Friday, February 10, 2006

A 'Long War' Designed to Perpetuate Itself

by William Pfaff
International Herald Tribune
February 10, 2006

Paris -- The U.S. Defense Department and the White House have decided that the United States is now conducting "the Long War" rather than what previously was known as the War against Terror, then as the Global Struggle against Violent Extremism, and briefly - as one revealing Pentagon study described it - a war against "the Universal Adversary."

President George W. Bush said in his State of the Union address last month that the aim of his administration is to defeat radical Islam. This was a preposterous statement. Shortly afterward, radical Islam began burning embassies from Afghanistan and Indonesia to Damascus and Beirut. The United States is not going to defeat that.

There are a great many dismaying aspects of Bush's Washington, but nothing more so than this combination of the unachievable with the hortatory in giving a name and purpose to the military campaigns that already have the U.S. Army and Marine Corps near exhaustion, and a major part of the world in turmoil.

It is customary, politically desirable and morally indispensable to say seriously what a war is about, if only so that the public will know when it is over; when the declared and undeclared measures of exception that have accompanied it, justifying suspension of civil liberties, illegal practices and defiance of international law and convention, will be lifted; and when the killing may be expected to stop.

What was originally to be a matter of quick and exemplary revenge, with lightning attacks and acclaimed victories, has now become, we are told, the long war whose end cannot be foreseen. The citizen is implicitly told to expect the current suspension of constitutional norms, disregard for justice, and defiance of limits on presidential power as traditionally construed, to continue indefinitely. We are in a new age, America's leaders say. The Democratic opposition seems to agree.

What started as the war against terror, proclaimed by the president to Congress in the aftermath of the 2001 attacks, has undergone a metamorphosis. The initial interpretation was that the people responsible for the World Trade Center attacks and other terrorist outrages against Americans and their interests would be discovered, defeated and killed or brought to justice.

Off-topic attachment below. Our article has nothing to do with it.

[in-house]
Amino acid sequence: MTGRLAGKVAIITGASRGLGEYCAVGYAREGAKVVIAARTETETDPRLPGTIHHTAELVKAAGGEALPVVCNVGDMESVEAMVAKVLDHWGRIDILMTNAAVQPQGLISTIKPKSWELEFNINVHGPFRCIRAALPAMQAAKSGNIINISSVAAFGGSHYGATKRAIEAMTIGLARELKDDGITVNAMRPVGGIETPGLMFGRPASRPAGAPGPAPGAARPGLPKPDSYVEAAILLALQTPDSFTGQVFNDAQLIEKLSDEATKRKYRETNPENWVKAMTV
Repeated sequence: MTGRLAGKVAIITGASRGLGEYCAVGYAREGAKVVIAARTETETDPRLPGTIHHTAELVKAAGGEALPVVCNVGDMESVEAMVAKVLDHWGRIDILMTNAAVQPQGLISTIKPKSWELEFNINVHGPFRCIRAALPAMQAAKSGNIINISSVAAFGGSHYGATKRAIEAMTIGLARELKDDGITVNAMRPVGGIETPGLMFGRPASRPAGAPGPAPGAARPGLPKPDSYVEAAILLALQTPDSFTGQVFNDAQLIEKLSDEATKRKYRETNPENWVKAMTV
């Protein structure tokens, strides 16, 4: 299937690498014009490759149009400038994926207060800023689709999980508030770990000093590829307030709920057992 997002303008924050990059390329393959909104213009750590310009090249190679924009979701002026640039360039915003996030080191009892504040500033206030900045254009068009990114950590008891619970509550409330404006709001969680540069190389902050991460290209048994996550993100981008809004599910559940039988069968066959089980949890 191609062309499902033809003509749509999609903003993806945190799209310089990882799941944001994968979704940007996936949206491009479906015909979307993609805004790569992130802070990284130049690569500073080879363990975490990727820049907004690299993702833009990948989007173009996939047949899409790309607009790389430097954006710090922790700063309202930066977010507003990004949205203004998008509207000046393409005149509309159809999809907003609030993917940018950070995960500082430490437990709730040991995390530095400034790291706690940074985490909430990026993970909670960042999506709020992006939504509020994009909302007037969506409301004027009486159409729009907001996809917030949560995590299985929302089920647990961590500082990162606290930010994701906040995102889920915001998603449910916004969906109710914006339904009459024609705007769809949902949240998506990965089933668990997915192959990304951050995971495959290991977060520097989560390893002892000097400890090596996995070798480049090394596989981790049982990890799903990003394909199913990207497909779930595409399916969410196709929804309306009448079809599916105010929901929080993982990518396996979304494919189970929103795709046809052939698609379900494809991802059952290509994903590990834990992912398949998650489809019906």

Surely that is what most Americans thought when the search began for Osama bin Laden, Mullah Mohammed Omar and members of Al Qaeda. Today bin Laden and Mullah Omar are somewhere in Waziristan, in Pakistan's tribal areas, tracked by the CIA and Pakistani soldiers (with different degrees of enthusiasm). There is an insurrection in Iraq, which had nothing to do with Al Qaeda when it started, but from which Al Qaeda and Abu Musab Al-Zarqawi now draw global publicity.

Elsewhere, violent and alienated members of the Muslim diaspora in Europe claim the brand-identification of Al Qaeda to dramatize their own exploits, as do discontented sons of the Saudi Arabian and other Middle Eastern elites.

Yet even if you include the 9/11 casualties, the number of Americans killed by international terrorists since the late 1960s (which is when the State Department began counting them) is about the same as that killed by lightning - or by accident-causing deer, or by severe allergic reactions to peanuts.

"In almost all years, the total number of people worldwide who die at the hands of international terrorists is not much more than the number who drown in bathtubs in the United States" wrote John Mueller of Ohio State University in last autumn's issue of the authoritative American journal Terrorism and Political Violence.

As Mueller concedes, there is a definitional issue: Few insurgents in Iraq are internationals; most are homegrown. And if aspirant terrorists in London or Paris had nuclear bombs, the numbers would become rather different.

Nonetheless, a phenomenon that is scattered, limited and under control, and inevitably transient, has been conflated by Washington with something that is huge and very serious: the desperation among the Muslim masses that is directed indiscriminately against Western nations, which are held responsible for Islamic society's backwardness, poverty and exploitation.

Al Qaeda and individual international terrorists are the object of worldwide intelligence and police operations. They are a marginal phenomenon. The Bush administration's conflation of them with the social upheaval in their world is exploited to perpetuate changes in American society that provide a much more sinister threat to democracy than anything ever dreamed by Osama bin Laden.

The radical threat to the United States is at home.

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